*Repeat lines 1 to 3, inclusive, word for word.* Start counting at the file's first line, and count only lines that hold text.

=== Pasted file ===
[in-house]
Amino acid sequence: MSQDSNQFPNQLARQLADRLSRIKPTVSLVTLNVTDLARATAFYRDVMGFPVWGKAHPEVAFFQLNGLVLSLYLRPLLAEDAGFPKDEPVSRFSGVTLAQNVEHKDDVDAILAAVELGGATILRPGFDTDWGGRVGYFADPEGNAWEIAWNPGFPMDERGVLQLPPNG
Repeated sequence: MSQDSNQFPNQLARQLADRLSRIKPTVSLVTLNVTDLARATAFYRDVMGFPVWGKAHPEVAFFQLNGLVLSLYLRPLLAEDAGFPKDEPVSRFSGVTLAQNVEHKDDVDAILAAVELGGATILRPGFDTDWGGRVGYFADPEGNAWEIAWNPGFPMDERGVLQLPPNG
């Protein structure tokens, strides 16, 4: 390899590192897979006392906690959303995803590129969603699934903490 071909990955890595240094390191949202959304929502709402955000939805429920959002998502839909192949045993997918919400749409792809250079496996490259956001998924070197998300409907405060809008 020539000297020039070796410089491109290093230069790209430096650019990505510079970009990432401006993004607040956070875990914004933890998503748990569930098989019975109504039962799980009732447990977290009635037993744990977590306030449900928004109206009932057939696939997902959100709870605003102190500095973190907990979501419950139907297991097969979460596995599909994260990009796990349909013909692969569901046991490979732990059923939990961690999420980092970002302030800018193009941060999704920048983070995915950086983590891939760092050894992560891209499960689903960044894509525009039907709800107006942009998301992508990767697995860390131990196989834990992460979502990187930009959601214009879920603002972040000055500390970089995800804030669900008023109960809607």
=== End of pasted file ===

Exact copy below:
[in-house]
Amino acid sequence: MSQDSNQFPNQLARQLADRLSRIKPTVSLVTLNVTDLARATAFYRDVMGFPVWGKAHPEVAFFQLNGLVLSLYLRPLLAEDAGFPKDEPVSRFSGVTLAQNVEHKDDVDAILAAVELGGATILRPGFDTDWGGRVGYFADPEGNAWEIAWNPGFPMDERGVLQLPPNG
Repeated sequence: MSQDSNQFPNQLARQLADRLSRIKPTVSLVTLNVTDLARATAFYRDVMGFPVWGKAHPEVAFFQLNGLVLSLYLRPLLAEDAGFPKDEPVSRFSGVTLAQNVEHKDDVDAILAAVELGGATILRPGFDTDWGGRVGYFADPEGNAWEIAWNPGFPMDERGVLQLPPNG